Preventing and managing conflicts with deer, elk and moose
Information on preventing and managing conflicts with deer, elk and moose.
How to prevent conflicts
Make a property uninviting
- Use scarecrows, lights, noise makers or flags to make your property less attractive.
- Spray commercially prepared or homemade repellents on plants to keep deer away.
- Use tree guards to protect young, individual trees on your property.
- To protect an area, install fences or cattle guards and make them visible with branches or brightly-coloured tape.
- Electric fencing can be very effective at preventing deer from accessing a property.
Take precautions in the outdoors
- If a deer, elk or moose approaches you, back off and look for a tree, fence or building to hide behind. If the animal charges, run to the nearest obstruction (like a tree, fence or building).
- Be extra cautious around female moose with calves, and around bulls during the fall mating season.
- Watch for signs of animal activity such as tracks, claw marks and droppings.
- Make noise as you travel through the woods. Talk, sing or whistle.
- Avoid areas frequently visited by animals.
- Travel in groups.
- If hiking alone, tell someone where you plan to go and what time you expect to return.
- Keep dogs leashed so they don't provoke attacks by wild animals.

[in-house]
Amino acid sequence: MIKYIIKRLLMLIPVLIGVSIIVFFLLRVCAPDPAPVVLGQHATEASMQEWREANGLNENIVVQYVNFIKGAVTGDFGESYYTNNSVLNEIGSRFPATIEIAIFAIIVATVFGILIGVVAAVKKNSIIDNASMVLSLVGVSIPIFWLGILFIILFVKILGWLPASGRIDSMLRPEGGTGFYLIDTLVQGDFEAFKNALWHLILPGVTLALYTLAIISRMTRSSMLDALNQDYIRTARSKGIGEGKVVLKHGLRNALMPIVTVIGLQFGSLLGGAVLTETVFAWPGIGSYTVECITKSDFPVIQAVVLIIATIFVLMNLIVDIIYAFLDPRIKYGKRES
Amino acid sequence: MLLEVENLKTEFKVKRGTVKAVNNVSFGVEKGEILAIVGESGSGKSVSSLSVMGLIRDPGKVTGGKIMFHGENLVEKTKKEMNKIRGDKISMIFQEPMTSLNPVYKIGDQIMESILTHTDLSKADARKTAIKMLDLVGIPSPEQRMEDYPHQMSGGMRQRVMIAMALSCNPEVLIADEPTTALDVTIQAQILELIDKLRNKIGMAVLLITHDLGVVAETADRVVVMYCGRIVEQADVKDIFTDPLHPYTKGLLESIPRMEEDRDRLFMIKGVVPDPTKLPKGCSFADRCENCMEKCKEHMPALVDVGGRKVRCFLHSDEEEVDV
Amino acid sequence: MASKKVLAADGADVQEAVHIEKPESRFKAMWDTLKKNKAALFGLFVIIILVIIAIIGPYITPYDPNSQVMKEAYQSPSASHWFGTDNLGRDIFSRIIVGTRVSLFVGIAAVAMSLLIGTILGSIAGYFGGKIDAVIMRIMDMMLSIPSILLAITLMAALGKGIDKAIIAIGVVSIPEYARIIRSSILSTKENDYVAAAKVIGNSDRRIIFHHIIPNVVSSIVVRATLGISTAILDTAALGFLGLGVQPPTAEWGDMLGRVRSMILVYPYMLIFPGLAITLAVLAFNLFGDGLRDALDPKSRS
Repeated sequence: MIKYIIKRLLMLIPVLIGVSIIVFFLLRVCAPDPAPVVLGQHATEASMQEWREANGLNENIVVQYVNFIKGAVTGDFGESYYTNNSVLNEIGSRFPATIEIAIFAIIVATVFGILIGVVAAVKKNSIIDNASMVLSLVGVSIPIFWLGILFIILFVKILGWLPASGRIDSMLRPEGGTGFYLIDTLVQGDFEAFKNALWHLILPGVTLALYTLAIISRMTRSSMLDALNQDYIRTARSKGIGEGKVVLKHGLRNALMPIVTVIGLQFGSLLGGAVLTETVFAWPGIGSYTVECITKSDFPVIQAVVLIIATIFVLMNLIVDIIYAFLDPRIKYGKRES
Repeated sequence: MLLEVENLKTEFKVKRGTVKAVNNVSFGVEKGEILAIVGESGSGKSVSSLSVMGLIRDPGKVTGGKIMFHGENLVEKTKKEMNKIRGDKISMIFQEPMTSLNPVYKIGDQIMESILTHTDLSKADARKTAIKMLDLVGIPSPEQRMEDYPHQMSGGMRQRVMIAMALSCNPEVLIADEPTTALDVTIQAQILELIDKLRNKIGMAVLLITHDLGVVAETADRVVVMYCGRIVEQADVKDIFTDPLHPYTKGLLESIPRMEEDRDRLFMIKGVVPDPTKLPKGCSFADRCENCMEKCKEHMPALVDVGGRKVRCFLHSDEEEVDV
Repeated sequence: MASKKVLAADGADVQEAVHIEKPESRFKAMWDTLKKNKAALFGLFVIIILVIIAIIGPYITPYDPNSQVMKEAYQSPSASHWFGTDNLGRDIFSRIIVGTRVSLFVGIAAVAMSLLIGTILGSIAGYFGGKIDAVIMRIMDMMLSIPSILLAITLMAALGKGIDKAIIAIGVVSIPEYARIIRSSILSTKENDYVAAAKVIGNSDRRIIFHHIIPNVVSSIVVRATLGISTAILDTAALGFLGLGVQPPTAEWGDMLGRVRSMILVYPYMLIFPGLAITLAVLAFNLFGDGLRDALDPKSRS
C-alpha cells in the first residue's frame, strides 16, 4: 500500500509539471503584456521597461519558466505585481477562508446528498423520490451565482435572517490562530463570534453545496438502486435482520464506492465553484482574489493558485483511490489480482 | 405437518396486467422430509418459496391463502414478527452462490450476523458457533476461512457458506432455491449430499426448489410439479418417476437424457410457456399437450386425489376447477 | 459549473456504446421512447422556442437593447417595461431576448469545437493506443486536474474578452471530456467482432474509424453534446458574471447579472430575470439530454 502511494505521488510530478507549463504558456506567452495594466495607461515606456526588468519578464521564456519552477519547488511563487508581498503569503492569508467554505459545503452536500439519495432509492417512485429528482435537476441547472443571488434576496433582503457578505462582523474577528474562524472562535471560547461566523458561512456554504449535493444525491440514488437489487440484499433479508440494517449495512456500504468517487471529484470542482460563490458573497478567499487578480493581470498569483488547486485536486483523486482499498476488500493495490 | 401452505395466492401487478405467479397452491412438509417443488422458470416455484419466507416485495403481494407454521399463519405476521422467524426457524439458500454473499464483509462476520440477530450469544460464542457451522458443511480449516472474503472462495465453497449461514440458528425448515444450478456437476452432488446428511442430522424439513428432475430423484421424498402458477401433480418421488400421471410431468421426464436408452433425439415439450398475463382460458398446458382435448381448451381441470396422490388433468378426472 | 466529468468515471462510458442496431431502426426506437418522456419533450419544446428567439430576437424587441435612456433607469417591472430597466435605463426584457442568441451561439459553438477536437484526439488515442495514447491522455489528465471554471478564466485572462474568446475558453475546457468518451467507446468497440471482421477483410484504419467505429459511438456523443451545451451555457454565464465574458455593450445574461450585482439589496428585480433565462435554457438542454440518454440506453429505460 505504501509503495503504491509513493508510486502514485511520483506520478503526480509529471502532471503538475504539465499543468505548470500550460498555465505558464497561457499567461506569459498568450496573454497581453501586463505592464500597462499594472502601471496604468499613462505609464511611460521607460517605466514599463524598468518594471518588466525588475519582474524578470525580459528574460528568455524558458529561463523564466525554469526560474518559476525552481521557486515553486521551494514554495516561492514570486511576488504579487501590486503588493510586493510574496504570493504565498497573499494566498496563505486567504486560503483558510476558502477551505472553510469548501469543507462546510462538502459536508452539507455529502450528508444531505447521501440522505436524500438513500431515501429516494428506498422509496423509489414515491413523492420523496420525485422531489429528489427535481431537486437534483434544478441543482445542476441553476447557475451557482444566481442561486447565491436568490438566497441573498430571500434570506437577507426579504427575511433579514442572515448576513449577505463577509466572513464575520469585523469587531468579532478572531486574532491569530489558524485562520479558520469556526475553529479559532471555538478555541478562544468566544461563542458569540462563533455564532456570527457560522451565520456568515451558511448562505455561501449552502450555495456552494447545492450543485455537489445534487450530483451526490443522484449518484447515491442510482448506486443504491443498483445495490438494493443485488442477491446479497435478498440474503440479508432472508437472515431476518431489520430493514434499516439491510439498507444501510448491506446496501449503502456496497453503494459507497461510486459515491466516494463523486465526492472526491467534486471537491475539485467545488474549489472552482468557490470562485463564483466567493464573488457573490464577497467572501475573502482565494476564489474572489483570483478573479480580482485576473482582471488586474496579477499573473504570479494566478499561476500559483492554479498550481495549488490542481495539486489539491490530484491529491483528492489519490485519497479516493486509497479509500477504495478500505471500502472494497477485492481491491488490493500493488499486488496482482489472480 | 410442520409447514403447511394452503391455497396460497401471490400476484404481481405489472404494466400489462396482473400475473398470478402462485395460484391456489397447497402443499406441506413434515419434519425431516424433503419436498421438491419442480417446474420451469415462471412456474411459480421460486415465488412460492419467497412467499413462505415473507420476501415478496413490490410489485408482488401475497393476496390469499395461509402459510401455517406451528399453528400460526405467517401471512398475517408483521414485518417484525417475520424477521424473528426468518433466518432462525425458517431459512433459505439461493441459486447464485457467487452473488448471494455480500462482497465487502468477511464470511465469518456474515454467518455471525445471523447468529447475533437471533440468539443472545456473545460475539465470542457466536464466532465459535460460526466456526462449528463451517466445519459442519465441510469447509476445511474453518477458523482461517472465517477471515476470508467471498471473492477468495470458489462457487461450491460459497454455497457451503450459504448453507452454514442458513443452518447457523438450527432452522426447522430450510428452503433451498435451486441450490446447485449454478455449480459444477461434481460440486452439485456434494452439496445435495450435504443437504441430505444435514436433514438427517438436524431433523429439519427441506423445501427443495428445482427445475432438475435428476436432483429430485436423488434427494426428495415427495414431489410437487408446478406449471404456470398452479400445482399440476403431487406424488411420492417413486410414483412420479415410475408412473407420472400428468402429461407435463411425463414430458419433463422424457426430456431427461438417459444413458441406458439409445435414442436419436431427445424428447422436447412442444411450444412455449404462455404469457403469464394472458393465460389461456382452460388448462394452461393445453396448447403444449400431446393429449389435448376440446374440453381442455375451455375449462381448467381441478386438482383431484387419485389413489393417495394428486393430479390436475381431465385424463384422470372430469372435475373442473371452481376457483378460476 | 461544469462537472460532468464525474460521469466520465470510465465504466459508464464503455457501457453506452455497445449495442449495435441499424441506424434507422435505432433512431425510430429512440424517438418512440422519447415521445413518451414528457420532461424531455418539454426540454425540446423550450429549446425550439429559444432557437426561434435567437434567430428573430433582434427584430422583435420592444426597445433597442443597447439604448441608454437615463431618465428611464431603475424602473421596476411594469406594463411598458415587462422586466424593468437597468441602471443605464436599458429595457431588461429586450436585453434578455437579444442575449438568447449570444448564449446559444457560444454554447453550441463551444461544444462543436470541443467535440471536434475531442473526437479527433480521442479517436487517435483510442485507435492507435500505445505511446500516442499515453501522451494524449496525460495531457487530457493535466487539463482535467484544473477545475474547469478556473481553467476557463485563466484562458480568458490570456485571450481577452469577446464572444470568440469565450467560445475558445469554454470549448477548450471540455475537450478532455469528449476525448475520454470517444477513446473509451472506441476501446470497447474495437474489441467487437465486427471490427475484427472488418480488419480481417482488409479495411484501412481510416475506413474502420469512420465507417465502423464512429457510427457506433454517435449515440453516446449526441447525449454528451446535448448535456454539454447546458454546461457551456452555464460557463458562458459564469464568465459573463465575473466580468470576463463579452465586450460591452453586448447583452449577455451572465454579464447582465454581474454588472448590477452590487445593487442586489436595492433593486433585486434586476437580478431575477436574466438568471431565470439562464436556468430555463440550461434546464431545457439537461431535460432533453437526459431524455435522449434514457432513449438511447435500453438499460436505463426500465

How to manage conflicts
- You cannot harass or take lethal action against moose to protect property.
- You cannot harass or take lethal action against deer or elk to protect property, unless significant damage is occurring to agricultural property and you have a valid authorization from the ministry.
- To reduce elk damage, contact your local ministry office for advice and technical assistance to implement prevention measures.
- To manage moose and deer populations, you may hunt moose and deer in the open season if you:
- have a valid outdoors card and appropriate licences and tags
- follow hunting regulations, seasons and municipal bylaws
What you can do if deer or elk are damaging your agricultural property
Conflicts can occur when white-tailed deer and American elk damage agricultural property.
Ontario’s Fish and Wildlife Conservation Act sets out the legal actions you can take if deer or elk have been causing, or are about to cause, ongoing damage to your agricultural property. In these situations, the ministry may issue you, or a wildlife agent acting on your behalf, a special authorization to harass or remove the wildlife.
To be eligible for this authorization, you must:
- demonstrate that you have tried alternative methods to prevent or mitigate deer or elk damage
- allow ministry staff to access your property to verify and determine the significance of the damage
If we issue an authorization, it will include a set of conditions to ensure you use acceptable practices when removing or harassing deer or elk.
Contact your local ministry work centre for more information.